The TOK exhibition
The TOK exhibition is the ‘new’ assessment task for the 2022 syllabus, replacing the presentation from the 2015 syllabus. It is an individual task, taking up around 8 hours of teaching time, and is completed at the end of the first year of the DP.
It involves students choosing 3 ‘objects’ and one of the 35 IA prompts, and writing a commentary to demonstrate how TOK concepts manifest in the real world.
TOK exhibition support pages
Click on the buttons below to take you to our advice on each aspect of creating a TOK exhibition. The final button takes you to our webinar page, where you’ll find a wide range of step-by-step video guides on this challenging assessment task.
How to create a TOK exhibition: webinar
Many people are still unsure how to tackle the TOK exhibition, which is why we designed and delivered a webinar on how to get it right, and avoid the most common mistakes.
We identify the key assessment targets, discuss unpacking the prompt, and offer advice on choosing three objects to link to it. We also look at what context works best, and how to write, your commentary. Purchase a ticket on the exhibition here.
A quick overview of the exhibition
- It represents one third of the overall mark for TOK
- It is assessed internally, with a selection of exhibition files from each year group sent off to be moderated by the IB
- You choose one IA prompt to explore, from a list of 35 options. These remain the same for every exam session
- Three objects are also selected for the exhibition
- The aim of the exhibition is to demonstrate the relationship between the objects and the IA prompt in a 950-word commentary
- There is a single criterion for marking, and three characteristics of an excellent essay (convincing, precise, and lucid)
- The context of the exhibition should be based on the core theme, or one of the optional themes
- Ideally, your exhibition should form the basis of a public event, to showcase TOK to the rest of the learning community
- The exhibition is done at the end of the first year of the DP
The exhibition prompt decoder
Our exhibition prompt decoder enables students to link each of the 35 IA prompts to the 12 key TOK concepts, to the BQs, and to the core and optional themes. It will allow students to explore their choice of prompt for the exhibition via questions, quotes, media sources, and key thinkers.
More support for the TOK exhibition
Make sure that your TOK teacher has given you access to all the documents and online material that support the exhibition. These include the TOK Subject Guide (for the 2022 syllabus) – where you’ll find the IA prompts, and the exhibition rubric – and the exemplar TOK exhibitions (found in ‘MyIB’, which is accessible to teachers).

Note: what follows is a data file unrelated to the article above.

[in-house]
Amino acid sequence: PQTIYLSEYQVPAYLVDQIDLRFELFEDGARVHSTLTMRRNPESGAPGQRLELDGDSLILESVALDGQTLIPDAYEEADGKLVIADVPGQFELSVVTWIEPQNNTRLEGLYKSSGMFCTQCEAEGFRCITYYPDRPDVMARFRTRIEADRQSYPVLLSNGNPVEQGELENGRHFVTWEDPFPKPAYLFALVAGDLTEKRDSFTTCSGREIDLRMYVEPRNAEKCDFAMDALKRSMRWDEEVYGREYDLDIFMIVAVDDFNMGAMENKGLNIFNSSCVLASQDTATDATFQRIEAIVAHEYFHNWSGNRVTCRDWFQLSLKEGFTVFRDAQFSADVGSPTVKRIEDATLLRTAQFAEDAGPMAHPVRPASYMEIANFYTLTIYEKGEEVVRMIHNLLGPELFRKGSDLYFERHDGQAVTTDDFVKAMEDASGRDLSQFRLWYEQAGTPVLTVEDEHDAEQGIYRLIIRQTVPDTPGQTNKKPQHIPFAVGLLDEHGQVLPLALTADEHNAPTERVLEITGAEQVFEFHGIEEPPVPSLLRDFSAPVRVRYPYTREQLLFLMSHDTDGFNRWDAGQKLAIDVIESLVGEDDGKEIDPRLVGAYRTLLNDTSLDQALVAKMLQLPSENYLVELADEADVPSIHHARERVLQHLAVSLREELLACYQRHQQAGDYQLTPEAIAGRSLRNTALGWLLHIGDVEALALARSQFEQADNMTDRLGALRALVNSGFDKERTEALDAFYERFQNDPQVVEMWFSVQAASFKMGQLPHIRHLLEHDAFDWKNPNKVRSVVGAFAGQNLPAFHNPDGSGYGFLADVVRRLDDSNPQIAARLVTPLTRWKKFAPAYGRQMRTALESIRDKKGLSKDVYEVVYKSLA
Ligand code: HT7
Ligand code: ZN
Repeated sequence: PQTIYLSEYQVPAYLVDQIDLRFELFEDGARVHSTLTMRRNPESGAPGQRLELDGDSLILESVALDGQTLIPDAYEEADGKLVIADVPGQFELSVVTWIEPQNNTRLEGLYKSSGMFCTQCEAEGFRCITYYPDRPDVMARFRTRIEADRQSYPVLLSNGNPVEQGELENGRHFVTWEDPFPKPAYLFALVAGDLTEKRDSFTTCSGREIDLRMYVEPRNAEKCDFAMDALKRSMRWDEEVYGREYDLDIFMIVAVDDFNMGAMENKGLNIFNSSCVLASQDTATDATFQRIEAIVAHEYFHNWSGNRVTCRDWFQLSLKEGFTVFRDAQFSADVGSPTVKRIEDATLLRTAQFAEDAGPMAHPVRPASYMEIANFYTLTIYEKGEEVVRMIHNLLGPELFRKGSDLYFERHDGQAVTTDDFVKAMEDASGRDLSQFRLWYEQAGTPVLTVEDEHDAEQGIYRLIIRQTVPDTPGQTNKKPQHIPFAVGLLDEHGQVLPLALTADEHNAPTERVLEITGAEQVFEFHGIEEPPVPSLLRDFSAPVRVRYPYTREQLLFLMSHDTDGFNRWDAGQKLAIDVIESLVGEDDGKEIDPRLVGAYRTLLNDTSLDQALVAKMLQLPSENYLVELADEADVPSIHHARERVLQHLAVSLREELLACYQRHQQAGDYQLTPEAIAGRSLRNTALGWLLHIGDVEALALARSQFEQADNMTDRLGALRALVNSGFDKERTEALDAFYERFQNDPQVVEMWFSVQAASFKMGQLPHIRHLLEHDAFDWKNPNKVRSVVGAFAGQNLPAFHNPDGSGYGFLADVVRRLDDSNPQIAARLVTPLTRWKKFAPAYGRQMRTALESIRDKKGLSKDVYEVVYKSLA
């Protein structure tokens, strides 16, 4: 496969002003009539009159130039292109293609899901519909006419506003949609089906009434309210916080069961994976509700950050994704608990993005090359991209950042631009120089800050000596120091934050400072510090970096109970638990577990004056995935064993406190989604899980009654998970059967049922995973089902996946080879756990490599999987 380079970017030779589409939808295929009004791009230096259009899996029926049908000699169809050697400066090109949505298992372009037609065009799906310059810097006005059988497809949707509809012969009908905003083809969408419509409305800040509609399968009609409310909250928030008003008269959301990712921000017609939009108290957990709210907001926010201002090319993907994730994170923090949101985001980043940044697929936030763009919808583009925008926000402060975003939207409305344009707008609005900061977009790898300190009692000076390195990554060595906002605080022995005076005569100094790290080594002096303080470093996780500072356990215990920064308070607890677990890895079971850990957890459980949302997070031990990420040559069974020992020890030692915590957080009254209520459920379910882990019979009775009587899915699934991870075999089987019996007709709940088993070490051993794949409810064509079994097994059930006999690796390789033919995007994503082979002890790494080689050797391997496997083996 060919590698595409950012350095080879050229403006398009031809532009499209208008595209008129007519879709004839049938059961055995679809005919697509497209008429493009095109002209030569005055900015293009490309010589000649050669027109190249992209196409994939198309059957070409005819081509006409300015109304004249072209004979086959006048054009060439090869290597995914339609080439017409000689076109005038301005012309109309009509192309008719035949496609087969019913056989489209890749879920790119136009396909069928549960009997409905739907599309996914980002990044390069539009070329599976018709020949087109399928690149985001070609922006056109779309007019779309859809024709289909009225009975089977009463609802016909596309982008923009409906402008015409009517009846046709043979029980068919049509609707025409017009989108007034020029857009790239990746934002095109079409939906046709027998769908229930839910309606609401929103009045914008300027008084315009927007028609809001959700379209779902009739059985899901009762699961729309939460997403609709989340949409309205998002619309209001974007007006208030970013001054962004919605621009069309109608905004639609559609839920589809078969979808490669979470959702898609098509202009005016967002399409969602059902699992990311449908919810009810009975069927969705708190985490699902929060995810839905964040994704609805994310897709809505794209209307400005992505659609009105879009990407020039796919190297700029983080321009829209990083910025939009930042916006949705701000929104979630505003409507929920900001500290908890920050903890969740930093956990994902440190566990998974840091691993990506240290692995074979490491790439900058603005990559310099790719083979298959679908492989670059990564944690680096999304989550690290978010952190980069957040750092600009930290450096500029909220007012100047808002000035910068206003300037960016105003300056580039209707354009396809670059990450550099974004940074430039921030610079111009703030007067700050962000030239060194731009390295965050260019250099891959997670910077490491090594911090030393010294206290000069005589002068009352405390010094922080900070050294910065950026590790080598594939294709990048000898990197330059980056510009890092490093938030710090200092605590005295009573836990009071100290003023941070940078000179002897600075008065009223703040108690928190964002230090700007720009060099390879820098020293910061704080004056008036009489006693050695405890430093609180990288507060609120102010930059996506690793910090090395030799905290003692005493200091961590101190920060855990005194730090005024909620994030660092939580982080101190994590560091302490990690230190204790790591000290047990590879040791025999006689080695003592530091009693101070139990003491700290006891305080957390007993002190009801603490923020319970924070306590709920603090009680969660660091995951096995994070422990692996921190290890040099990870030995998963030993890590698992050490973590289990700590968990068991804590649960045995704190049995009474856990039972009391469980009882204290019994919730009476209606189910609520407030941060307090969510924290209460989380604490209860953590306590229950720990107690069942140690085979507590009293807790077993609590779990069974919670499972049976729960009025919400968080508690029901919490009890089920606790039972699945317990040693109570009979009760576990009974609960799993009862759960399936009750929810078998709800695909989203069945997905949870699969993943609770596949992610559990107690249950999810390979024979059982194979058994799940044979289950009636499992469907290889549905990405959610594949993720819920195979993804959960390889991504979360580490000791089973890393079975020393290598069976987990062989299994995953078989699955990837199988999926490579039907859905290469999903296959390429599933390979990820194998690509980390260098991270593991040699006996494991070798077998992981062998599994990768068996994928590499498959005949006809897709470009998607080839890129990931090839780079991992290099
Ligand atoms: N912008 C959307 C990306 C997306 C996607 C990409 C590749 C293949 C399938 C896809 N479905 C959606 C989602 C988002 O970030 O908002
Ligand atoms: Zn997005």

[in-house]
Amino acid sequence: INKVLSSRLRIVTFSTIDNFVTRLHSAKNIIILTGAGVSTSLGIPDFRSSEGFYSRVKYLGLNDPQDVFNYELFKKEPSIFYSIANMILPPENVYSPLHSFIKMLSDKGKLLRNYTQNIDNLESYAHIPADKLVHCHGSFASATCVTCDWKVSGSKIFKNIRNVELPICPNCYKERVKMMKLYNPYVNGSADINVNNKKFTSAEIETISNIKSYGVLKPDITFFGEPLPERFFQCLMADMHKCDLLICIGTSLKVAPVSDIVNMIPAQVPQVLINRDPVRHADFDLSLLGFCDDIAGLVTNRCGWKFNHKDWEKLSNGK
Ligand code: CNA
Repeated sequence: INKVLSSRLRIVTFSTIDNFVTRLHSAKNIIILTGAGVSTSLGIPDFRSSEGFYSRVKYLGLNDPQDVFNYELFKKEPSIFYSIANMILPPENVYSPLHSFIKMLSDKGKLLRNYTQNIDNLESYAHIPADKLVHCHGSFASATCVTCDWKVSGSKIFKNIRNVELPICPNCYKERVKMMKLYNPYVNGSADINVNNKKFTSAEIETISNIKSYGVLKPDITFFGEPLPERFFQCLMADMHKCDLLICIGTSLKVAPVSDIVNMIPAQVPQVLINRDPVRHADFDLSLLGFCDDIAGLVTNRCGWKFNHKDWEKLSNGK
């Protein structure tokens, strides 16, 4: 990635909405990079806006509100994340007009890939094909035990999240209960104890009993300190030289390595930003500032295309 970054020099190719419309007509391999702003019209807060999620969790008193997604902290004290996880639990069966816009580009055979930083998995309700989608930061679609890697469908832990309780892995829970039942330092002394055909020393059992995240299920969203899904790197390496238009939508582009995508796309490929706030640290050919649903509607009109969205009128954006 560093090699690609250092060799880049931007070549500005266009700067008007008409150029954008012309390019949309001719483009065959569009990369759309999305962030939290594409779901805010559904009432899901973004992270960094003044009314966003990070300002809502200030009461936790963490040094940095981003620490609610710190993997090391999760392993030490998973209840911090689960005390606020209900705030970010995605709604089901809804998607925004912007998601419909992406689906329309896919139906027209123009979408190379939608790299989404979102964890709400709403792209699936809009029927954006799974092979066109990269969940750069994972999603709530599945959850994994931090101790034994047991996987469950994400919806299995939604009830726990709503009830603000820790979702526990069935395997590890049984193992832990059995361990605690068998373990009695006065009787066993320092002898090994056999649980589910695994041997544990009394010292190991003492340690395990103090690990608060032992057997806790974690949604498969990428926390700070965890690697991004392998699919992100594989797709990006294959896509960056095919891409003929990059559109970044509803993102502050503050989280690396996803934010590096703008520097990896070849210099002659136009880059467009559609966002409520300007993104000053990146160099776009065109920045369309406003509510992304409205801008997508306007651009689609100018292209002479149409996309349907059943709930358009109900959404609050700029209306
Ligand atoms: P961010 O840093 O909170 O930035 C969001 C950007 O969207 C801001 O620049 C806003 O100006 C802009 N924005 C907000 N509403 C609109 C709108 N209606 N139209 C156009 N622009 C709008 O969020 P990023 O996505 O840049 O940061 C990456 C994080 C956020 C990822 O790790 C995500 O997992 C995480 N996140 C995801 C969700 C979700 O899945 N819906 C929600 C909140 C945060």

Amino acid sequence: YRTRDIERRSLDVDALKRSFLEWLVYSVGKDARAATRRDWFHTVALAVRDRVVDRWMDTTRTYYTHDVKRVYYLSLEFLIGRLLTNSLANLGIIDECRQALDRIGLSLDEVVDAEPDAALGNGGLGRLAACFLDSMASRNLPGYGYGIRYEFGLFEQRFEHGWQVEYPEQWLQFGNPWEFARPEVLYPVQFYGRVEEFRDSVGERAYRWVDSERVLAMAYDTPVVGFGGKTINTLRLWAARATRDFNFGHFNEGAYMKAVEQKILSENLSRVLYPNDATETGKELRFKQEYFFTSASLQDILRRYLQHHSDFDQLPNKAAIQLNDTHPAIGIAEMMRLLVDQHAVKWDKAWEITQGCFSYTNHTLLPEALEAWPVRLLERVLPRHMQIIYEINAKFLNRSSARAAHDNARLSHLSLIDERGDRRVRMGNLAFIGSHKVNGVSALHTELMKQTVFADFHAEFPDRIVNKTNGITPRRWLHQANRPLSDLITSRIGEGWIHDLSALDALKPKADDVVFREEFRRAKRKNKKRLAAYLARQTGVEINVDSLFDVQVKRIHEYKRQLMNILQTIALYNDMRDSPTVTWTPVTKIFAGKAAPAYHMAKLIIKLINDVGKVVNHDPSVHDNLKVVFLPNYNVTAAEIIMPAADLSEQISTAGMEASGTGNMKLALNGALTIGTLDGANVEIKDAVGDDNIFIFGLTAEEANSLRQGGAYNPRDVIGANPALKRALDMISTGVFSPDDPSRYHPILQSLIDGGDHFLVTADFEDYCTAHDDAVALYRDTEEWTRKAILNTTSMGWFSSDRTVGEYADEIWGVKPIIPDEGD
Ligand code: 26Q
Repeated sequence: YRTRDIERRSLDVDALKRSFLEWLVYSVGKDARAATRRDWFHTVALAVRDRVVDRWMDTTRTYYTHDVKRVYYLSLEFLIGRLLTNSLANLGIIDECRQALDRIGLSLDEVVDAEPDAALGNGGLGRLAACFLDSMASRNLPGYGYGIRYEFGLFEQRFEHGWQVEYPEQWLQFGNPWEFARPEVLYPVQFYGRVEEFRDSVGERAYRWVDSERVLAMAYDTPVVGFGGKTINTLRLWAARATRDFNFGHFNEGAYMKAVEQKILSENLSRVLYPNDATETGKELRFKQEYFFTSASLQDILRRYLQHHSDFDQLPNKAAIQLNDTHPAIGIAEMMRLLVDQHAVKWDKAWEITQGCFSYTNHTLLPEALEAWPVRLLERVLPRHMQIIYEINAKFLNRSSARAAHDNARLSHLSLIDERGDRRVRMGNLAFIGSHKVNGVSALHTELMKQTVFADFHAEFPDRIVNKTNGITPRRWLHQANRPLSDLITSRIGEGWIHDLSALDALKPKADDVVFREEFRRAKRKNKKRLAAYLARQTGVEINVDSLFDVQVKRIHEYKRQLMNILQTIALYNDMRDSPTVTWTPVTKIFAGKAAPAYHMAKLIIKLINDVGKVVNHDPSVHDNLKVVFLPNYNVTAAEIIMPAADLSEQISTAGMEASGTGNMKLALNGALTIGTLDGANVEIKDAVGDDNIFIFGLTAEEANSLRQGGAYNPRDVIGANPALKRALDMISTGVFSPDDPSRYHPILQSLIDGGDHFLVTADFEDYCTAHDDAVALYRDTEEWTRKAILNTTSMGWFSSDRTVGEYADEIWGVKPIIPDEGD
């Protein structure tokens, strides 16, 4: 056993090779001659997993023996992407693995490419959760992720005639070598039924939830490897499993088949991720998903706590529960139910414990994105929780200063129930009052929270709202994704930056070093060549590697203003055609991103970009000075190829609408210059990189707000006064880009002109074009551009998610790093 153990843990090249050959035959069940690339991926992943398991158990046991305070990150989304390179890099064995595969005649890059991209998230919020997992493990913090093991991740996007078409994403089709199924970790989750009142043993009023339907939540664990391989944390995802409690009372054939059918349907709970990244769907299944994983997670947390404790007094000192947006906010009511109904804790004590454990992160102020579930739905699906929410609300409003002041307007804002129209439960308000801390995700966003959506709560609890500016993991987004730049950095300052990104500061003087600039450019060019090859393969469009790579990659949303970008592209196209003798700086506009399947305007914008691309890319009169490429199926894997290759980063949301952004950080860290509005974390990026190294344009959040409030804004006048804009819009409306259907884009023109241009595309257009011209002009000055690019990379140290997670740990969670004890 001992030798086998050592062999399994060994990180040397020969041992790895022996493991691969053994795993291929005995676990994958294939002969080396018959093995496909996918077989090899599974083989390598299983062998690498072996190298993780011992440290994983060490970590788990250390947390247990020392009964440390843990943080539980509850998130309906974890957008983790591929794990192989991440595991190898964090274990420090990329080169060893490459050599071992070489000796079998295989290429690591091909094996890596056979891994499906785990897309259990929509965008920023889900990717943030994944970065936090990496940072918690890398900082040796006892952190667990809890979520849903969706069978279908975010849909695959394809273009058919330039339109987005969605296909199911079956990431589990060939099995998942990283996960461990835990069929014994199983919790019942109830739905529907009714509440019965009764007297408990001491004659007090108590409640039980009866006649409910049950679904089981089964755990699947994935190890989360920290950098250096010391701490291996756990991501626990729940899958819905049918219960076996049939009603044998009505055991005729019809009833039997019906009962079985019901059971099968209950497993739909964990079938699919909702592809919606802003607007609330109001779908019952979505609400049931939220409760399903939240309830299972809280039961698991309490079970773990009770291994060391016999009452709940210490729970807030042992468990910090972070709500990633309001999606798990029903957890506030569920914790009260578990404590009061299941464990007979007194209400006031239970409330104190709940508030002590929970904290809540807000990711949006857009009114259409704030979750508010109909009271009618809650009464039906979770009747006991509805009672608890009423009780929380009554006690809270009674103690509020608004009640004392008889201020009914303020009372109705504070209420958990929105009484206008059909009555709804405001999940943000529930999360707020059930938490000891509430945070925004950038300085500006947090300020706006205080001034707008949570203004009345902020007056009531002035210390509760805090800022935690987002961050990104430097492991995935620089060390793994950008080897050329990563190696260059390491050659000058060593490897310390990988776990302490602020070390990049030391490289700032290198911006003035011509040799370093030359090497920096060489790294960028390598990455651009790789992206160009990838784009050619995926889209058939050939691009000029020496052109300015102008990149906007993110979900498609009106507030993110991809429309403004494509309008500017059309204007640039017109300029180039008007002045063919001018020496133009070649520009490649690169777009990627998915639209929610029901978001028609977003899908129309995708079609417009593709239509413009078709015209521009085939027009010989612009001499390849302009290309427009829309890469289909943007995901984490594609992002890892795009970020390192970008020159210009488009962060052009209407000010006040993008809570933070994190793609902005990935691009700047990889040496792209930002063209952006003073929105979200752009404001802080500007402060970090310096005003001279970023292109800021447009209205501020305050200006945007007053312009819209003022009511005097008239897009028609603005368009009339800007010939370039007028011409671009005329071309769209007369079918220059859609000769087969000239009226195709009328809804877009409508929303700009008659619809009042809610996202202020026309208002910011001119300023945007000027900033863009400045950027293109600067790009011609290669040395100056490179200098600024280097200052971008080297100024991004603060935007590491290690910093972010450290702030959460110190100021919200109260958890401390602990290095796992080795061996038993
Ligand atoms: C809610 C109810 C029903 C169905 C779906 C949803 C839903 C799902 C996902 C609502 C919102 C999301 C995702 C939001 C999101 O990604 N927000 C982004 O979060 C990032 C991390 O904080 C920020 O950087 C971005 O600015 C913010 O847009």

Follow the links above to take you to the three different elements of the TOK exhibition; we’ve also created a page giving some tips on how to put on your exhibition if your school is running a public ‘exhibition day’ which you can visit here. It suggests ways of presenting ideas to an audience.
If your school is a member of theoryofknowledge.net, we have designed a series of lessons on the exhibition, with a three practice exhibition tasks. These will familiarize you with the IA prompts, how to select effective objects, and the assessment rubric. If you are signed into the site, you can access these lessons here
FAQs about the TOK exhibition
How is the TOK exhibition marked?
The exhibition commentary, and images of the three objects (along with references) is added to an exhibition file. This is marked internally by your TOK teacher, and uploaded to your IB dashboard, to be moderated externally. Your TOK teacher will explain this process in more detail.
Where can I find out more about TOK exhibition rubric?
Read our guidance on the rubric for the exhibition here. You can read the official rubric in the TOK subject guide, on page 47. Your TOK teacher will give you a copy of this.
What are the IA prompts for the TOK exhibition, and how to I choose one?
This page discusses the IA prompts. Your choice of a prompt should be driven by what you find interesting and engaging, and align to the experiences you’ve had inside and outside the TOK classroom. It should also allow you to explore either the core theme, or one of the optional themes.
What do you mean by exhibition ‘objects’?
Find out more about the exhibition objects here. These allow you both to demonstrate the way TOK manifests itself in the real world, and link your experiences as a knower to the TOK course.
How do I write my exhibition commentary?
We discuss the commentary here. In a nutshell, the commentary relates your objects to the IA prompt you’ve chosen, and shows how TOK is relevant to both the world around us, and to you personally.
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